The Inevitable Decline

Lessons from the National Championship Game

Monday night I attended the College Football Championship in Atlanta.

Image from Section 313, Mercedes Benz Stadium — Photo by Andrew Marti

It was a big, noisy spectacle, with presidents, Big Flags, marching bands and Kendrick Lamar.

But most importantly, it was an awesome game.

And within this game a was classic narrative flow:

  • One team starts strong.
  • That team can see victory.
  • That team then struggles.

Does that team adjust or do they not?

This is the central question within every game.

Here’s what happened Monday night:

  • A team starts strong. In this case it was my team — University of Georgia (UGA) against the University of Alabama. The UGA defense was impressive. They held strong in the first quarter. Alabama missed a field goal.
  • The UGA offense gained confidence, They got stronger in the second quarter. They ended the first half with a beautiful scoring drive, diving into the end-zone in the final seconds. The game was in their grasp.
  • Then they struggled in the 2nd half. Alabama adjusted. Their offense gained confidence. While ours seemed to lose confidence, and yards.

You could chart it like this:

It’s a decline in confidence. And a decline in execution.

You can feel it. We felt it in the stadium. You could grasp it.

But it’s not just psychological. The team’s performance was measurably worse than it was in the second half. Their defense was giving away yards. The offense struggled geting a first down.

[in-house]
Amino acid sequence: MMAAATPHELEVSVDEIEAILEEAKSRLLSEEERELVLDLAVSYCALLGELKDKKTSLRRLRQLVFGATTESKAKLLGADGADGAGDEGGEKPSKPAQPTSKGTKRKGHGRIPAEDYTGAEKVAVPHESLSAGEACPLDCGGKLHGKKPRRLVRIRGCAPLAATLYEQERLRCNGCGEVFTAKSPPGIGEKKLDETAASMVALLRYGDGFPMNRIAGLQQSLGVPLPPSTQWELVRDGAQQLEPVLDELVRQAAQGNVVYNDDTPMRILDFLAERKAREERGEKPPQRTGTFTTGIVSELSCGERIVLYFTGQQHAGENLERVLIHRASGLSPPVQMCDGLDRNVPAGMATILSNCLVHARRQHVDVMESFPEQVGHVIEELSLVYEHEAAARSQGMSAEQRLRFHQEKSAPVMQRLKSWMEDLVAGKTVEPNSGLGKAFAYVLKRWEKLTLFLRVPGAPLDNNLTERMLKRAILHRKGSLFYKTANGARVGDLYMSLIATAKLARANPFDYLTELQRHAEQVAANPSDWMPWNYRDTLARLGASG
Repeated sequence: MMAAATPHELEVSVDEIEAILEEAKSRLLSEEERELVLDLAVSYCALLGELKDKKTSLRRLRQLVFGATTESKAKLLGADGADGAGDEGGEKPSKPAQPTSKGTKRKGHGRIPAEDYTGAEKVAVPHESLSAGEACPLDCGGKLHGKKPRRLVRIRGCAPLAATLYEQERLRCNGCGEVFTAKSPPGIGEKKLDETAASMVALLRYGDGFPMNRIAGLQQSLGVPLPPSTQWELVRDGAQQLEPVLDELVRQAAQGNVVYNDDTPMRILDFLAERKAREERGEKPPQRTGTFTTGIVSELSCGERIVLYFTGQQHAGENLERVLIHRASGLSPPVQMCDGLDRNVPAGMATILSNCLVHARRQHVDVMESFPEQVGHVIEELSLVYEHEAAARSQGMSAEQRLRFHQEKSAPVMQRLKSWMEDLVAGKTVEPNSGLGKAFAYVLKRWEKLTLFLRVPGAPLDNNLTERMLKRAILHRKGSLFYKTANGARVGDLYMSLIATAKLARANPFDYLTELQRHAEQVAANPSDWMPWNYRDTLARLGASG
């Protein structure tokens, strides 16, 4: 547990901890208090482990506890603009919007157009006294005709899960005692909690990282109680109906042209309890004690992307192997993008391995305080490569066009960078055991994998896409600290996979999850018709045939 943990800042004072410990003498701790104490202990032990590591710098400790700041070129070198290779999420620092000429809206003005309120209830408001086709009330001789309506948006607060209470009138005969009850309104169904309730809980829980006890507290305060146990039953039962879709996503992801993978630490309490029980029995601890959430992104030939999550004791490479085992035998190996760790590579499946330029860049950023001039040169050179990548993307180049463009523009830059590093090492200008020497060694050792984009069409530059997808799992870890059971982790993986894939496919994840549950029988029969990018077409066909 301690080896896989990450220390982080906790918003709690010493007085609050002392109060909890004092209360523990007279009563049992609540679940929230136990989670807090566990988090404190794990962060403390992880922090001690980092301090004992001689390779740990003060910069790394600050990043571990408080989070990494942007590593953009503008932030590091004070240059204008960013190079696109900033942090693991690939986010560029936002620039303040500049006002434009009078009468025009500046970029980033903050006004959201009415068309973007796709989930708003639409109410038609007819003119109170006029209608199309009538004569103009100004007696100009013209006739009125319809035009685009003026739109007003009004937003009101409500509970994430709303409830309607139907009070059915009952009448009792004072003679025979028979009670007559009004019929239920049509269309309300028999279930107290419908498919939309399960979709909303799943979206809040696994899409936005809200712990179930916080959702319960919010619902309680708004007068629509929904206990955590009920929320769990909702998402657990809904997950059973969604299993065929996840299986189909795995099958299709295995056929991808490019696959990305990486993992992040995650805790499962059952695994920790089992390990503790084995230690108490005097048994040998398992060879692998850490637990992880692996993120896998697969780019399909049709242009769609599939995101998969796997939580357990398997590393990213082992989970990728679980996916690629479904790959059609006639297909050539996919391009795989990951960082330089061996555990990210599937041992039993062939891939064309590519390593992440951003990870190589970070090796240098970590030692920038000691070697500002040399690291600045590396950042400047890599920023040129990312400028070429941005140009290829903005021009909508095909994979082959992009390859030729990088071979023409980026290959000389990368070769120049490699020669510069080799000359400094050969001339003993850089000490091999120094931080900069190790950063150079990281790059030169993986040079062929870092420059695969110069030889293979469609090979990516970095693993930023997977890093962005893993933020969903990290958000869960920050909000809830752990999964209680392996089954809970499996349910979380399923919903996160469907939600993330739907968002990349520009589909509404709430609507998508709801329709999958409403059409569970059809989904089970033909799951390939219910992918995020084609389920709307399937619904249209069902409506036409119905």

One factor in UGA’s decline came as the result of an adjusted game plan from the competitor. Alabama brought in a freshman quarterback in the 2nd half.

That move injected new energy into the team. It changed the game for them.

The other team scored, and scored again, and again.

And what had been a comfortable lead, became an uncomfortable lead.

Then a tie.

The Inevitable Decline. It’s in every good game. The Inevitable Decline for UGA was matched by an equal and balanced Incline in performance and outlook for Alabama.

The Inevitable Decline is known by other terms:

  • Momentum Shift
  • Transition Curve (I wrote about something similar here.)
  • The Cold Hand

So..The Inevitable Decline is an essential part of every good story.

It’s the ebb and flow of life.

It’s what makes sports thrilling.

It’s what makes businesses thrive or die.

It’s what makes life challenging.

And, when you emerge from that Decline, like Alabama did in the second half, it’s thrilling and rewarding rewarding (for them).

UGA didn’t quite pull up from their Decline in last night’s game.

They lost on a thrilling 41 yard pass in overtime.

The final play of the game

So The Decline is deep this for us UGA fans.

But we will be fine.

From here the UGA football team will work even harder.

They’ll learn from their mistakes.

They’ll find ways to be stronger.

They will look for opportunities to be more creative next time.

It’s important to note you can’t eliminate the Inevitable Decline.

It’s always there.

Your best bet is to recognize that it will come: In every game, in every season.

So you need to be ready for it.

You need to know it’s coming.

UGA will have to adjust their defense next year. They need more depth. Maybe they need to be intentional about finding opportunities to insert gutsy, creative calls, like Alabama did with their quarterback shift.

Remember: The decline is inevitable. It will happen. Therefore, you can manage around it.

And prepare for it.

And make it less deep.

And less painful the next time you face it.

So how can you really address the Inevitable Decline to reach your goals? I’ll talk about that in another blog.

January 8, 2018 — After Alabama won the College Football National Championship Game, Mercedes Benz Stadium

technologist, cultural omnivore, book nut, father

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